The output Y (10 bits) of the adder 12 is input to the address lines of the sinusoid memory 14. Depending on the specific address input to the memory, a corresponding wave value, sin y, is selected in the look-up table and output via the data lines of the sinusoid memory device 14. In the shown embodiment, the sinusoid memory is represented as a 102410 bit ROM. It will be understood, however, that different sized memory devices may be utilized depending on the necessary precision, and that Random Access Memory (RAM) may also be used instead of ROM. Systems utilizing RAM as the memory devices would have the advantage of being re-programmable with different waveforms.

The output of the sinusoid memory 14 is also connected into a feedback path. In the preferred embodiment shown in FIG. 1, the 5 most significant bits of the 10 bits output by the memory are input to a data register 18. The data register may be comprised of a series of flip-flops, as shown, or other device capable of temporarily staging data. The data register 18 includes a sampling clock input, 26 which enables data from the register to be clocked into the feedback modifier 20 at the same rate at which the digital values X are introduced to the adder 12. The data register has the purpose of synchronizing the two components presented as inputs to adder 12. The data register is clocked at the same time as the device which generates the samples which comprise X. Thus it will be understood that data register 18 may be placed at other locations in the feedback path including, but not limited to, before or after adder 12.

In the shown embodiment of the invention, the feedback modifier 20 is a 2568 bit ROM. The feedback modifier includes two sets of inputs. The 5 most significant bits from the sinusoid memory 14 are input through the data register 18 as the least significant bit inputs to the feedback modifier, i.e., at address line A(0:4). A value for the feedback component, β, is input at the 3 most significant bits of the feedback modifier 20 at address lines A(5:7). The combined address of the five least significant bits and the three most significant bits (β) make up an 8-bit address at the feedback modifier look-up table. This address references a memory location having an 8-bit data value stored therein corresponding to the value of sin y modified by the feedback component (β). The output on the data lines of the feedback modifier is thus f (β,sin y).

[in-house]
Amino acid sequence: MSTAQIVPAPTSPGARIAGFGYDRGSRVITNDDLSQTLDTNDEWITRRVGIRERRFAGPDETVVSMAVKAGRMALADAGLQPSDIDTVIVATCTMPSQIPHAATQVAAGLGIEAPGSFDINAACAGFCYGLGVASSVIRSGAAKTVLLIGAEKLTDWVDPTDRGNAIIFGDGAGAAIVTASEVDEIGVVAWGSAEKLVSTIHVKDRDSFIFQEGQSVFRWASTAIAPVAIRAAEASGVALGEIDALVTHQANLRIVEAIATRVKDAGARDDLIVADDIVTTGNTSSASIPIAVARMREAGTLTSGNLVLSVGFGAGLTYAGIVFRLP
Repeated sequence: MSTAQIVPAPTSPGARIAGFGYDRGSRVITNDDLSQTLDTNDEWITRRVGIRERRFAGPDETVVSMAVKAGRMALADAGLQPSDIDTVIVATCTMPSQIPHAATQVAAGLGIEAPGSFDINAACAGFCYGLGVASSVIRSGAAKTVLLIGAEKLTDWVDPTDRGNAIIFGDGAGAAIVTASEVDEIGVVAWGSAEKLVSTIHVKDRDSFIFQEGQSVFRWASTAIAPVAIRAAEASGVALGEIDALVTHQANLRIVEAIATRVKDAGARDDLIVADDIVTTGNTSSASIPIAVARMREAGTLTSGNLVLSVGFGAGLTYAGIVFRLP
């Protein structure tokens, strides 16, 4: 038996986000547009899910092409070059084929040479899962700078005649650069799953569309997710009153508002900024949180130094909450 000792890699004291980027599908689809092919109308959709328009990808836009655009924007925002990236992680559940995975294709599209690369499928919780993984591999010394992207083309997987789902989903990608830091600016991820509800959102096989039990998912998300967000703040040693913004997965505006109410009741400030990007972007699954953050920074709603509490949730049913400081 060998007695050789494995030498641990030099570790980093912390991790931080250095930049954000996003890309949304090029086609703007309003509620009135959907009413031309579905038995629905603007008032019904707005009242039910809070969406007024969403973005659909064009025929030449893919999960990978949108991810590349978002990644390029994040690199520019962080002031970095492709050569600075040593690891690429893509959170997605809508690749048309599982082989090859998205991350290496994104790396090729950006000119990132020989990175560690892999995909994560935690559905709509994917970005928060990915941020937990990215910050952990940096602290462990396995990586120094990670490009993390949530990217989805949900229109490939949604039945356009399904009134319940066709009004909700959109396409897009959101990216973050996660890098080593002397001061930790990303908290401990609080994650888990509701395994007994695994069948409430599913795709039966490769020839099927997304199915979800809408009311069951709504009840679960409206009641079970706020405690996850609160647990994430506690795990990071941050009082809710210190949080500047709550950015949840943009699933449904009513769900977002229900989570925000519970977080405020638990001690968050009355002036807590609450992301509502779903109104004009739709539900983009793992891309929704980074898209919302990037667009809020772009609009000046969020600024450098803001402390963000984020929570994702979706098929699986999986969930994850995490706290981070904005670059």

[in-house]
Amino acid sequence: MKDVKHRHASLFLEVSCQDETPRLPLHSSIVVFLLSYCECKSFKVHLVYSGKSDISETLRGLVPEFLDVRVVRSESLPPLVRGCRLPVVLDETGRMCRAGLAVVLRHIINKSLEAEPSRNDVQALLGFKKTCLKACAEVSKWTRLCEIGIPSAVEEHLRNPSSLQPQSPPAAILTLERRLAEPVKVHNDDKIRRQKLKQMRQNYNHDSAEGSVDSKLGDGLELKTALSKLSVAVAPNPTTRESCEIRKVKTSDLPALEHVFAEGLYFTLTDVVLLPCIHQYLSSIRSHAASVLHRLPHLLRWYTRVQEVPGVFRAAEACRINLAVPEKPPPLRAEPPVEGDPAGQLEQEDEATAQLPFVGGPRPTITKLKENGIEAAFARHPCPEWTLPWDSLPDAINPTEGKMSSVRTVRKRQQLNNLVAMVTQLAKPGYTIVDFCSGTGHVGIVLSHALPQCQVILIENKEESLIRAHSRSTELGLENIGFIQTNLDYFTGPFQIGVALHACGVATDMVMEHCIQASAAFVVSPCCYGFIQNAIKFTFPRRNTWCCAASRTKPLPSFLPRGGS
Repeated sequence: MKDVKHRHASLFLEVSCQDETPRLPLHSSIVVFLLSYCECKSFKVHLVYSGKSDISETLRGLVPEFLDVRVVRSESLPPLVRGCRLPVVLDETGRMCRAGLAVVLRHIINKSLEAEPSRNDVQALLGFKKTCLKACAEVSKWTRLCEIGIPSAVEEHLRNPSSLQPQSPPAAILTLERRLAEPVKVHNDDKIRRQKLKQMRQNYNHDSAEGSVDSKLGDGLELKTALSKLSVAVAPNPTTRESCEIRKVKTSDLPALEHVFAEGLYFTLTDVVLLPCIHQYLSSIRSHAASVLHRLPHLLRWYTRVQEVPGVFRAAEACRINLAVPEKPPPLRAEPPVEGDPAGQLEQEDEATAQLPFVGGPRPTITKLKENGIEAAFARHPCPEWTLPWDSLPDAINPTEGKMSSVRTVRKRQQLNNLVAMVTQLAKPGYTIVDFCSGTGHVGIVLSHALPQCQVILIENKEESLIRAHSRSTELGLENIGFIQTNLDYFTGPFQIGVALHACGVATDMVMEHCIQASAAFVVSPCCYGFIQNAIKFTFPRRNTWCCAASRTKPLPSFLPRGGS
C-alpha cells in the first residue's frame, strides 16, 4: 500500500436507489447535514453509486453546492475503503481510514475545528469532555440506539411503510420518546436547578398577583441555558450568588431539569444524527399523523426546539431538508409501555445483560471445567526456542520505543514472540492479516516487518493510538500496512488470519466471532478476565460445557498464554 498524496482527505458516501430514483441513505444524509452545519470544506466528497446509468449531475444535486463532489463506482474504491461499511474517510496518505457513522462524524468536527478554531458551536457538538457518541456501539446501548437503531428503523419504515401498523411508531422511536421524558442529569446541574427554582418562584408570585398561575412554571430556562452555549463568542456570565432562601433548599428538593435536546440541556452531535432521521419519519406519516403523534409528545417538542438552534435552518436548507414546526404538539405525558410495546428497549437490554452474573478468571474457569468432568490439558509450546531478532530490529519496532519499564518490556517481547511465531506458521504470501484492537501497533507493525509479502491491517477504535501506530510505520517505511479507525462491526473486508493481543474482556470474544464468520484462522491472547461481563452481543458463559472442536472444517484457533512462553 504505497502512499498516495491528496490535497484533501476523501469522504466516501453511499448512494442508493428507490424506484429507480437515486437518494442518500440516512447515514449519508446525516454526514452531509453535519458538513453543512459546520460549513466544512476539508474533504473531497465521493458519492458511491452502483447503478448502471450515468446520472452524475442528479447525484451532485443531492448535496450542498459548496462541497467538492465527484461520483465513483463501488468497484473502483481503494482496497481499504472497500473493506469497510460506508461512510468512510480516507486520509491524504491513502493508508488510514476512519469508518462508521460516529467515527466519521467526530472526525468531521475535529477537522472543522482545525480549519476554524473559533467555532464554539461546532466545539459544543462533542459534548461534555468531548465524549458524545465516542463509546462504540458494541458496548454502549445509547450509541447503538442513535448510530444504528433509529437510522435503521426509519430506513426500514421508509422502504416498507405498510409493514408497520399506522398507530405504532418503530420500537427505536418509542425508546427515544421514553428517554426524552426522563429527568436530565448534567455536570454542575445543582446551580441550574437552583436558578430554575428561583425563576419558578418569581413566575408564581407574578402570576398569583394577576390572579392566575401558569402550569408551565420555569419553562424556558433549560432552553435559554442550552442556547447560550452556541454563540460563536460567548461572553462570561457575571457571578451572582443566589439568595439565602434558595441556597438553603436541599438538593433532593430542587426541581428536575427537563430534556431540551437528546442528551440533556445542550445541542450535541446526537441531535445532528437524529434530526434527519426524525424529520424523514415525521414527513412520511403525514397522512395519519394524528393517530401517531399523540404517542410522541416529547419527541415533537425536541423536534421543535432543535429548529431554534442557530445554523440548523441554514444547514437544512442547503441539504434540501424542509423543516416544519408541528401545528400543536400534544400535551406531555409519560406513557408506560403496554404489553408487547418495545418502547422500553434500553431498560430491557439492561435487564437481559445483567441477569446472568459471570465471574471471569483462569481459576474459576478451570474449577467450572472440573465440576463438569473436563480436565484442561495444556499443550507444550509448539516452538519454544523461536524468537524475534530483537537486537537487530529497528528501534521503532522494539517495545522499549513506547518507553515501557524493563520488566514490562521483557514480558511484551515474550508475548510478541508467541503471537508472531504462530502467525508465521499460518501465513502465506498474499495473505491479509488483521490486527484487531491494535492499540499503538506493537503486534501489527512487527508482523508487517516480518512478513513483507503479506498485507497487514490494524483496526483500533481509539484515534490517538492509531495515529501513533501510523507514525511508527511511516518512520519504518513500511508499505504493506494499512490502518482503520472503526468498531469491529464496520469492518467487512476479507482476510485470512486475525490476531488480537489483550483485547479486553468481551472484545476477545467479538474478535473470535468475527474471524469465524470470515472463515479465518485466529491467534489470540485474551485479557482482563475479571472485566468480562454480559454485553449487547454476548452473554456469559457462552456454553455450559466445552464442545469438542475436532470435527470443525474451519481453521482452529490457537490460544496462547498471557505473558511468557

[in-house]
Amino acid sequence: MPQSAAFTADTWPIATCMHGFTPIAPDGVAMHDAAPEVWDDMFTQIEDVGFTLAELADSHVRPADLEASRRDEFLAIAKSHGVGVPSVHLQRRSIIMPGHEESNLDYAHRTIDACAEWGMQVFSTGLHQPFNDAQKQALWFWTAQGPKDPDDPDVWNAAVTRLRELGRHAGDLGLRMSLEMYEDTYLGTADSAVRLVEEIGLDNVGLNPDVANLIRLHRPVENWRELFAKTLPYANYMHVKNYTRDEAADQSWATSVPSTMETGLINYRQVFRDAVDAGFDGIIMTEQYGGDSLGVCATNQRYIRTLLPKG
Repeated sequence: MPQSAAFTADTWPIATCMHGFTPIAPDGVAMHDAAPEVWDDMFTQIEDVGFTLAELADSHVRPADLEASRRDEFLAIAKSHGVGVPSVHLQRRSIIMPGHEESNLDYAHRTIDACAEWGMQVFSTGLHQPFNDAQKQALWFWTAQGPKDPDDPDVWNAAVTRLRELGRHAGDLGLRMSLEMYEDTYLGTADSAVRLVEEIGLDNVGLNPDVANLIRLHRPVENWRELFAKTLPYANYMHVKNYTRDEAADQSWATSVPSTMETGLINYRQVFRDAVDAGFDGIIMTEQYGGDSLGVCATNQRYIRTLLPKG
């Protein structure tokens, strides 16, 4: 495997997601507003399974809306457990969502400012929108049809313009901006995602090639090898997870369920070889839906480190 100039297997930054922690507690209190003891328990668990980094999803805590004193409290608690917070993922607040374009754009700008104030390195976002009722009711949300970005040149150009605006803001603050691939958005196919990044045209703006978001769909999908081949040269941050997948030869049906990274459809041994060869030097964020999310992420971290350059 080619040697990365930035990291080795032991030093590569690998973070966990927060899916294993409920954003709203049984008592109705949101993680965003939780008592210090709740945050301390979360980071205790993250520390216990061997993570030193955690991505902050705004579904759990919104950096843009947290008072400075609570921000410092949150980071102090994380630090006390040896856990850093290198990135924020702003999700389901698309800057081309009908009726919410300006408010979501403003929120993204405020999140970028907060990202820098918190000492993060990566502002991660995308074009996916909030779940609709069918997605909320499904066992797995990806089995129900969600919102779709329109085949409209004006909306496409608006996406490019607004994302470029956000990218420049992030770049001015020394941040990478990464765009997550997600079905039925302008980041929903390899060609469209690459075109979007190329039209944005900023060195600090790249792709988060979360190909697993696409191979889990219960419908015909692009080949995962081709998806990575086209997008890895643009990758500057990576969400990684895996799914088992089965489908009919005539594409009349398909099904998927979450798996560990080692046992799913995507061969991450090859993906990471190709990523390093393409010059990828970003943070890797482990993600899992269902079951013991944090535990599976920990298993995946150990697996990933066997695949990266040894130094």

As can be seen, the feedback component β may be altered by the selection of the 3 most significant bits input to the feedback modifier 20, wherein the makeup of the sign wave is determined by the output of the sinusoid memory 14. As would be understood, the memory size of the feedback modifier and the exact number of bits reserved for the sine wave component and the feedback value will be determined based on a desired precision for the output wave. The feedback modifier look-up table 20 is advantageous in that a more tailored harmonic spectrum is produced than that achievable by simple multiplication. That is, the feedback modifier 20 produces values that are selectable to more precisely control the harmonic content of the final waveform. In addition, the circuitry of the instant embodiment is less complicated than is the circuitry of a multiplier in certain implementations.